A big fat crisis
My first read of the year was A big fat crisis by RAND scientist and medical doctor Deborah Cohen. Written in 2013, the same issues still rule supreme as little has changed in how we deal with the obesity epidemic. Cohen points to two core reasons why our waistlines keep expanding.
The first is human nature and how we’re hardwired to eat. Eating is not rational behavior, but it’s primitive, and we struggle with self-control. According to experiments, our level of self-control is established early in childhood. Children who exercised more self-control were also less likely to become overweight later in life. It’s important to note that self-control is exhausting and the more choices we have to make in a short time, the more depleted we become and the more vulnerable we are to temptations.
Cohen demonstrates this with an experiment where three groups of people were asked to participate in a taste perception test. All groups were fasting for three hours before the test and when they entered the laboratory room, there was a display of freshly baked chocolate chip cookies and chocolate candies and another display with red and white radishes. The first group ate the cookies and candies, while the second group ate the radishes and were told not to touch the cookies and candies. After eating, the participants were asked to wait fifteen minutes for the sensory experience of the food to fade while doing an unrelated problem-solving task. A third group, the control, started working on the problem-solving task right away and didn’t have to wait in the room with the food displays.
The results were interesting. The control group worked the longest on the problem with participants averaging twenty-one minutes. The group that was allowed to eat the cookies and chocolates gave up after nineteen minutes while the groups that had to refuse the treats gave up after just eight minutes. What made them give up so quickly? While they blamed it on being tired or simply not up for the task, the scientists theorized that there was a connection between having to use up energy to resist the treats and rapidly tiring on the subsequent task.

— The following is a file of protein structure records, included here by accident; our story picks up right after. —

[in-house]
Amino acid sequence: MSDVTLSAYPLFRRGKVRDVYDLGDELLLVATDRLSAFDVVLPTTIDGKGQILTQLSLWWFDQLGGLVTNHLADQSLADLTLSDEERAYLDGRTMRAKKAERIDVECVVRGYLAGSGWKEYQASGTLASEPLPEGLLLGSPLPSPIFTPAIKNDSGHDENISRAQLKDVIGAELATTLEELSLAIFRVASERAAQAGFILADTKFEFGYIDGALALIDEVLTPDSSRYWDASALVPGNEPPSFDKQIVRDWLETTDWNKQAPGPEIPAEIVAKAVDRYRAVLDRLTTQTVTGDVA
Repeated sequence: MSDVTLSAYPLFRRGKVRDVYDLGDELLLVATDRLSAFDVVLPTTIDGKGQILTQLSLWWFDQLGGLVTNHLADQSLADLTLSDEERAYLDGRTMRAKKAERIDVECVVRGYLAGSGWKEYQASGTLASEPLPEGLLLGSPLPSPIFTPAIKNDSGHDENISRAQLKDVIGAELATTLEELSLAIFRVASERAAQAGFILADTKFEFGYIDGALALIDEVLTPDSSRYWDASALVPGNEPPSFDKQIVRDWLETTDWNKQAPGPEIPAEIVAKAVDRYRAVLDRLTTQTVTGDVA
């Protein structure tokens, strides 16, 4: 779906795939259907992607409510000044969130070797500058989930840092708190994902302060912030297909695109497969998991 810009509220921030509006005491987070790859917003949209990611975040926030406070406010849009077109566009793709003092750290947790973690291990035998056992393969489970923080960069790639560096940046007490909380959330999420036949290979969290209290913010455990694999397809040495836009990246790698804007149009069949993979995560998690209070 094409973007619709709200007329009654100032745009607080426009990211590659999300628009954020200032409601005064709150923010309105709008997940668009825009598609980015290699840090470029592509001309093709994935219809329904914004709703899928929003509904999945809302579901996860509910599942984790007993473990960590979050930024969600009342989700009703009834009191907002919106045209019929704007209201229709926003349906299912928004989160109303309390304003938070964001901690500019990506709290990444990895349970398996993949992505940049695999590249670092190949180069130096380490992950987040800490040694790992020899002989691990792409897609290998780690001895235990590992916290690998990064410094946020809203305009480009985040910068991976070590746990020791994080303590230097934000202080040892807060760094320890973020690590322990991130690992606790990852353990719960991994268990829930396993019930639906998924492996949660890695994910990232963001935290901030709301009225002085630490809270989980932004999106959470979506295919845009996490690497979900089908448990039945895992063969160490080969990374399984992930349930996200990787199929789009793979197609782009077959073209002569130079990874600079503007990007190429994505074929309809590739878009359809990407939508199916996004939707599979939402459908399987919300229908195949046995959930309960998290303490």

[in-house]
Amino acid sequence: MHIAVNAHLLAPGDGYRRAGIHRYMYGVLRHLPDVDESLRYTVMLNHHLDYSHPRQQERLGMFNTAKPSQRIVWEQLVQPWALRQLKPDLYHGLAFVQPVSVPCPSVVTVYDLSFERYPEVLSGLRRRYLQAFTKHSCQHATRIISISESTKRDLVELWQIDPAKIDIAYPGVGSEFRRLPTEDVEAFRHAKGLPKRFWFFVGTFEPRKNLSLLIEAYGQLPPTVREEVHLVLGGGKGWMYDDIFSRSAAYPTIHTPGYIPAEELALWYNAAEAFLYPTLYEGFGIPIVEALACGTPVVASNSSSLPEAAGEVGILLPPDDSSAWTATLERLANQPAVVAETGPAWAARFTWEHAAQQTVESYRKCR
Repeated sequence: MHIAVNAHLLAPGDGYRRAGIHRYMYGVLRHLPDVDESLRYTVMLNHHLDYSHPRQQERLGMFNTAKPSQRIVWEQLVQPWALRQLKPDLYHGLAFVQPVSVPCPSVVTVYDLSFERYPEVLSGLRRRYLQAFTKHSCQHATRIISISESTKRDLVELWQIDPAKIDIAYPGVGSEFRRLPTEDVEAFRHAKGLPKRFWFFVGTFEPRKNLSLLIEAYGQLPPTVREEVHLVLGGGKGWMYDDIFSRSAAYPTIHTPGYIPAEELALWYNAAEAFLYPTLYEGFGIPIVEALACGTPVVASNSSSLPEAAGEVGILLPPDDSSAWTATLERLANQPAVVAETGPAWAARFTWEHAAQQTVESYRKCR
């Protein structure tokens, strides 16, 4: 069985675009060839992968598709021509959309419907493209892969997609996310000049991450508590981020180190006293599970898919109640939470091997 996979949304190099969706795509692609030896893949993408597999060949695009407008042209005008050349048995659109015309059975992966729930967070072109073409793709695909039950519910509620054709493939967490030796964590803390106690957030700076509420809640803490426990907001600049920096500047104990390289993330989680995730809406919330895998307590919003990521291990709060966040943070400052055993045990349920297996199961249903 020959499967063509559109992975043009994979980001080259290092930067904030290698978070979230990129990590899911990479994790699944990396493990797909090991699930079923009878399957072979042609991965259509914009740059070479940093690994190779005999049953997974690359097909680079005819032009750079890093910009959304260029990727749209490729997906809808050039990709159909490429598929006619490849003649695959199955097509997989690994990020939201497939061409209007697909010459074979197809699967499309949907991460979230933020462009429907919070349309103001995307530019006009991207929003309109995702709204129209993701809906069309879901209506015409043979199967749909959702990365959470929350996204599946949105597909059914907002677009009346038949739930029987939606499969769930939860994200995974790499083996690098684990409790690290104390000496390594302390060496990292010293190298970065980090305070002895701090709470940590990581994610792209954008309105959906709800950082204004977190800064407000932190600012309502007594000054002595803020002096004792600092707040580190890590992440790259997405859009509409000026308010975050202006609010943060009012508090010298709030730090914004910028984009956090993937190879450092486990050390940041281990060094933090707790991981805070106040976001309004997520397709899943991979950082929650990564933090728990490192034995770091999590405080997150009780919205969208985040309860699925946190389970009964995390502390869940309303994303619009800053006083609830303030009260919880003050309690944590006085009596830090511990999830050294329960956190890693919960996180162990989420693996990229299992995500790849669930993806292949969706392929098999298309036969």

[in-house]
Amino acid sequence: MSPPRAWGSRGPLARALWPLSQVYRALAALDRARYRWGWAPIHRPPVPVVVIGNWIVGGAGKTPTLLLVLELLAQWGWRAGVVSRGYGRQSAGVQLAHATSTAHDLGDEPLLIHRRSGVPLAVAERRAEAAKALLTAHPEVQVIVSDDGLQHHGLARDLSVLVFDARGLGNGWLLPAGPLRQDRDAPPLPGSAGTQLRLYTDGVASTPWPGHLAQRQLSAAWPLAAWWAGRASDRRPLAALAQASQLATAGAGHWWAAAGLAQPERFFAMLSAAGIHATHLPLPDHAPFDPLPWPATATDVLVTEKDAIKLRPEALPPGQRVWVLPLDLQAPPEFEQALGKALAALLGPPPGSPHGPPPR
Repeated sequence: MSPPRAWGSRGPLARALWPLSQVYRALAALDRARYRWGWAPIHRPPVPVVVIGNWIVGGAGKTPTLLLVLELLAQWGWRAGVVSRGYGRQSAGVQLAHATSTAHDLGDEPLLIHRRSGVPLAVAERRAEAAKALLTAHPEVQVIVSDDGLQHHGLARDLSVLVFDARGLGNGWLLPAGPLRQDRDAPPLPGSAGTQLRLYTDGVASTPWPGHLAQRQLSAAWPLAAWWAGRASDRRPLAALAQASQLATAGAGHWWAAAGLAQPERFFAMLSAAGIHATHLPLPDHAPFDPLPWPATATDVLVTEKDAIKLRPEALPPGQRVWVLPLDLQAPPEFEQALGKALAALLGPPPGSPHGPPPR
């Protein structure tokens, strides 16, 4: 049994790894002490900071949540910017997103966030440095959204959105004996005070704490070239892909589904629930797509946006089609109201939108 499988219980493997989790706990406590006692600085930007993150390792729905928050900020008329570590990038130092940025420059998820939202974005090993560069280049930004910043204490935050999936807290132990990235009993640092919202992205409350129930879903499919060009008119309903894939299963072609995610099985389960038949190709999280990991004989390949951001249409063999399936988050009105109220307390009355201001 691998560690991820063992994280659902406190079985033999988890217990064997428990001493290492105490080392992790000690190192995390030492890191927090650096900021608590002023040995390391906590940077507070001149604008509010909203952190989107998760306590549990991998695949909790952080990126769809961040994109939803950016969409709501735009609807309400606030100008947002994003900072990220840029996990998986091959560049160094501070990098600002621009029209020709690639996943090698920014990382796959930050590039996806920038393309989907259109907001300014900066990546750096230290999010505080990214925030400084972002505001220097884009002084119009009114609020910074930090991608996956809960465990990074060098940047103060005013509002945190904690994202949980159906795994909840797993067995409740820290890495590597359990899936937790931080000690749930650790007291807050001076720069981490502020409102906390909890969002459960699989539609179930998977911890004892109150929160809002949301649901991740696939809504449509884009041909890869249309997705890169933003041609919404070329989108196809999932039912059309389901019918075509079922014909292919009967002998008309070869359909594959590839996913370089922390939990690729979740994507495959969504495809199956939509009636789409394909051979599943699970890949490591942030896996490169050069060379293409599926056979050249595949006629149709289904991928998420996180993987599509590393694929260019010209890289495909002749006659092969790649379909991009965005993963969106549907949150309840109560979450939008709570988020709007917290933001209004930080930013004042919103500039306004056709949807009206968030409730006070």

In a similar experiment, a group of chronic dieters watched an emotional scene from Terms of Endearment. Half of them were asked to suppress their emotions, while the other half were asked to act naturally. After the movie, the subjects were served ice cream and told to eat as much as they wanted to. The group that had suppressed their emotions during the scene ate 55 percent more ice cream than those who didn’t.
From this, we can conclude that if we improve self-control in one area, we often sacrifice it in another. Eating is a complex behavior. Smokers who refuse cigarettes have less capacity to reject food, which is a plausible explanation for why we sometimes gain weight when we give up smoking. Our cognitive system that requires conscious awareness to perform tasks operates on average five percent of the time. It leaves us with impulsive and automatic decision-making most of the time.
Cohen also points to the transformed food environment as a chief cause of obesity. Food became more accessible as prices dropped and the cues to eat more became harder to spot as advertisements became more sophisticated. What used to be a game of persuasion is now downright manipulation. So what can we do? Stop watching TV, stay away from the treats in the grocery store isles, and don’t visit restaurants. That’s not going to happen.
What Cohen envisions is more regulation and a new type of supermarket, possibly a non-profit, that has healthy eating at the core of its operation. It’s a smaller place than the modern giant food mart where staff is trained to advise consumers on food choices and encourage home-cooking. It’s a utopian vision. As long as the profits remain huge in junk foods, I can’t see it happening. It doesn’t mean that Cohen is wrong to make this suggestion. If nobody even tries to address the problem, we can never solve it. Books like A big fat crisis fill an important role in taking the blame away from the consumer and pointing the finger at the industry and the toxic food landscape we’ve created. When advertisers use eye-tracking glasses to determine how you respond to images of food and finetune their message, do you really stand a fair chance? I don’t think so.